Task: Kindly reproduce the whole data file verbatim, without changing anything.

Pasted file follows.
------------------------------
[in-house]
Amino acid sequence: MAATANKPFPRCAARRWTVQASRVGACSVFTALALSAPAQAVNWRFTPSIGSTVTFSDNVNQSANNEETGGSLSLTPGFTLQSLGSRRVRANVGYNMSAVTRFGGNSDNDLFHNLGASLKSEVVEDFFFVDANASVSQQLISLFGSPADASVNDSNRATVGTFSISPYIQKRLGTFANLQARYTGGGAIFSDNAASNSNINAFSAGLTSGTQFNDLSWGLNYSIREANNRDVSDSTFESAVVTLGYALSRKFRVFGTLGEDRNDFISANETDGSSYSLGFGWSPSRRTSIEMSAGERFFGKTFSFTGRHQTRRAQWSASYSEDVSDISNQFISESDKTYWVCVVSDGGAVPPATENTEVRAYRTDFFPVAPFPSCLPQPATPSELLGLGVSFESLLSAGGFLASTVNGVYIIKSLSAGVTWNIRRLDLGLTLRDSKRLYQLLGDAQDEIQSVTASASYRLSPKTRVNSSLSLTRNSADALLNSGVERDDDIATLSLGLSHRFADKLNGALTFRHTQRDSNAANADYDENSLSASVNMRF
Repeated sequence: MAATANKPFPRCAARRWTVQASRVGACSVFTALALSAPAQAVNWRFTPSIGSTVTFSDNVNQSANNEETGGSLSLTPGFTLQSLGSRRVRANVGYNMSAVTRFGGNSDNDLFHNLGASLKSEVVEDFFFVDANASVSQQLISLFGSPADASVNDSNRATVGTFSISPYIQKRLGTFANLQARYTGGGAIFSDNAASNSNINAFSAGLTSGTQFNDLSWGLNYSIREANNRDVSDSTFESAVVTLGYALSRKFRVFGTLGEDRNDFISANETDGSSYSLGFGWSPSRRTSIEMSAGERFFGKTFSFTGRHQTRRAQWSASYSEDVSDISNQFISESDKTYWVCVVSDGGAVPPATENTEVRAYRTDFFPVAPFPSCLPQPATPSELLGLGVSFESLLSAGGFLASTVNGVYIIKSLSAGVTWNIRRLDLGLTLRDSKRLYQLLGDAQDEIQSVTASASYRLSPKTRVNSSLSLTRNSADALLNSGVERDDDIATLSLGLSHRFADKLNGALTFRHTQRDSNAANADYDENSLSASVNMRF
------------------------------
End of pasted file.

[in-house]
Amino acid sequence: MAATANKPFPRCAARRWTVQASRVGACSVFTALALSAPAQAVNWRFTPSIGSTVTFSDNVNQSANNEETGGSLSLTPGFTLQSLGSRRVRANVGYNMSAVTRFGGNSDNDLFHNLGASLKSEVVEDFFFVDANASVSQQLISLFGSPADASVNDSNRATVGTFSISPYIQKRLGTFANLQARYTGGGAIFSDNAASNSNINAFSAGLTSGTQFNDLSWGLNYSIREANNRDVSDSTFESAVVTLGYALSRKFRVFGTLGEDRNDFISANETDGSSYSLGFGWSPSRRTSIEMSAGERFFGKTFSFTGRHQTRRAQWSASYSEDVSDISNQFISESDKTYWVCVVSDGGAVPPATENTEVRAYRTDFFPVAPFPSCLPQPATPSELLGLGVSFESLLSAGGFLASTVNGVYIIKSLSAGVTWNIRRLDLGLTLRDSKRLYQLLGDAQDEIQSVTASASYRLSPKTRVNSSLSLTRNSADALLNSGVERDDDIATLSLGLSHRFADKLNGALTFRHTQRDSNAANADYDENSLSASVNMRF
Repeated sequence: MAATANKPFPRCAARRWTVQASRVGACSVFTALALSAPAQAVNWRFTPSIGSTVTFSDNVNQSANNEETGGSLSLTPGFTLQSLGSRRVRANVGYNMSAVTRFGGNSDNDLFHNLGASLKSEVVEDFFFVDANASVSQQLISLFGSPADASVNDSNRATVGTFSISPYIQKRLGTFANLQARYTGGGAIFSDNAASNSNINAFSAGLTSGTQFNDLSWGLNYSIREANNRDVSDSTFESAVVTLGYALSRKFRVFGTLGEDRNDFISANETDGSSYSLGFGWSPSRRTSIEMSAGERFFGKTFSFTGRHQTRRAQWSASYSEDVSDISNQFISESDKTYWVCVVSDGGAVPPATENTEVRAYRTDFFPVAPFPSCLPQPATPSELLGLGVSFESLLSAGGFLASTVNGVYIIKSLSAGVTWNIRRLDLGLTLRDSKRLYQLLGDAQDEIQSVTASASYRLSPKTRVNSSLSLTRNSADALLNSGVERDDDIATLSLGLSHRFADKLNGALTFRHTQRDSNAANADYDENSLSASVNMRF